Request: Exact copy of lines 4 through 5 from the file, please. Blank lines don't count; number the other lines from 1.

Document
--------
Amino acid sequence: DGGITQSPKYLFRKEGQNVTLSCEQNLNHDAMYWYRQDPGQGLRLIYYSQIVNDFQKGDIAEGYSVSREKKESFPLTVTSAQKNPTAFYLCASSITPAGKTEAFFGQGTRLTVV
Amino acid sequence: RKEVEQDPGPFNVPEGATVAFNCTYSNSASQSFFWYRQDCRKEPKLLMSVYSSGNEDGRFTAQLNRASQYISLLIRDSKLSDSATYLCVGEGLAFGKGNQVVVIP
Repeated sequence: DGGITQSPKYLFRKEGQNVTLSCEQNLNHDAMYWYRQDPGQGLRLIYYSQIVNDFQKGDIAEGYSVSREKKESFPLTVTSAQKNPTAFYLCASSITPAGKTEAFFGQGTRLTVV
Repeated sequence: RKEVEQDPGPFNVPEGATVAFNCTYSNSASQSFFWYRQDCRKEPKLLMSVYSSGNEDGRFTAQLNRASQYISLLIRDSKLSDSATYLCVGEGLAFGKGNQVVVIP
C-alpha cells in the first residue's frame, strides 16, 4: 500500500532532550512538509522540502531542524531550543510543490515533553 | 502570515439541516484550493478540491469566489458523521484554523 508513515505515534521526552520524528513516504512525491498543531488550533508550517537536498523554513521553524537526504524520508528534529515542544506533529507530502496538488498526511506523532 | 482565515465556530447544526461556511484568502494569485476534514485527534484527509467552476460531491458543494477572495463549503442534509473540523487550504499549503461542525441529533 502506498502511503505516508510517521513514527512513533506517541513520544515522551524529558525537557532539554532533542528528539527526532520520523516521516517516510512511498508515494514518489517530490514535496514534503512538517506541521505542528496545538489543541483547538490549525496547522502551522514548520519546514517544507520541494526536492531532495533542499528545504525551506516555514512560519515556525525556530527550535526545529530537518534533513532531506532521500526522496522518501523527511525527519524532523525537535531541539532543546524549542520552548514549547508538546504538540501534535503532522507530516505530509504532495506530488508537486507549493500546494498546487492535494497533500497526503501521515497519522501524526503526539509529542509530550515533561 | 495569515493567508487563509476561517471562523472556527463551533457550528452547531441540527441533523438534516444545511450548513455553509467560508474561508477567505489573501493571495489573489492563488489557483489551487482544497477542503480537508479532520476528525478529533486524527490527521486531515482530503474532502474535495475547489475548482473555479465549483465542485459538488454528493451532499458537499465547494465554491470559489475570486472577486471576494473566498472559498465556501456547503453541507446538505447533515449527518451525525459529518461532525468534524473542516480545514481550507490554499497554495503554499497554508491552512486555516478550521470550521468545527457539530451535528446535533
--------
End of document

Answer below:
Repeated sequence: RKEVEQDPGPFNVPEGATVAFNCTYSNSASQSFFWYRQDCRKEPKLLMSVYSSGNEDGRFTAQLNRASQYISLLIRDSKLSDSATYLCVGEGLAFGKGNQVVVIP
C-alpha cells in the first residue's frame, strides 16, 4: 500500500532532550512538509522540502531542524531550543510543490515533553 | 502570515439541516484550493478540491469566489458523521484554523 508513515505515534521526552520524528513516504512525491498543531488550533508550517537536498523554513521553524537526504524520508528534529515542544506533529507530502496538488498526511506523532 | 482565515465556530447544526461556511484568502494569485476534514485527534484527509467552476460531491458543494477572495463549503442534509473540523487550504499549503461542525441529533 502506498502511503505516508510517521513514527512513533506517541513520544515522551524529558525537557532539554532533542528528539527526532520520523516521516517516510512511498508515494514518489517530490514535496514534503512538517506541521505542528496545538489543541483547538490549525496547522502551522514548520519546514517544507520541494526536492531532495533542499528545504525551506516555514512560519515556525525556530527550535526545529530537518534533513532531506532521500526522496522518501523527511525527519524532523525537535531541539532543546524549542520552548514549547508538546504538540501534535503532522507530516505530509504532495506530488508537486507549493500546494498546487492535494497533500497526503501521515497519522501524526503526539509529542509530550515533561 | 495569515493567508487563509476561517471562523472556527463551533457550528452547531441540527441533523438534516444545511450548513455553509467560508474561508477567505489573501493571495489573489492563488489557483489551487482544497477542503480537508479532520476528525478529533486524527490527521486531515482530503474532502474535495475547489475548482473555479465549483465542485459538488454528493451532499458537499465547494465554491470559489475570486472577486471576494473566498472559498465556501456547503453541507446538505447533515449527518451525525459529518461532525468534524473542516480545514481550507490554499497554495503554499497554508491552512486555516478550521470550521468545527457539530451535528446535533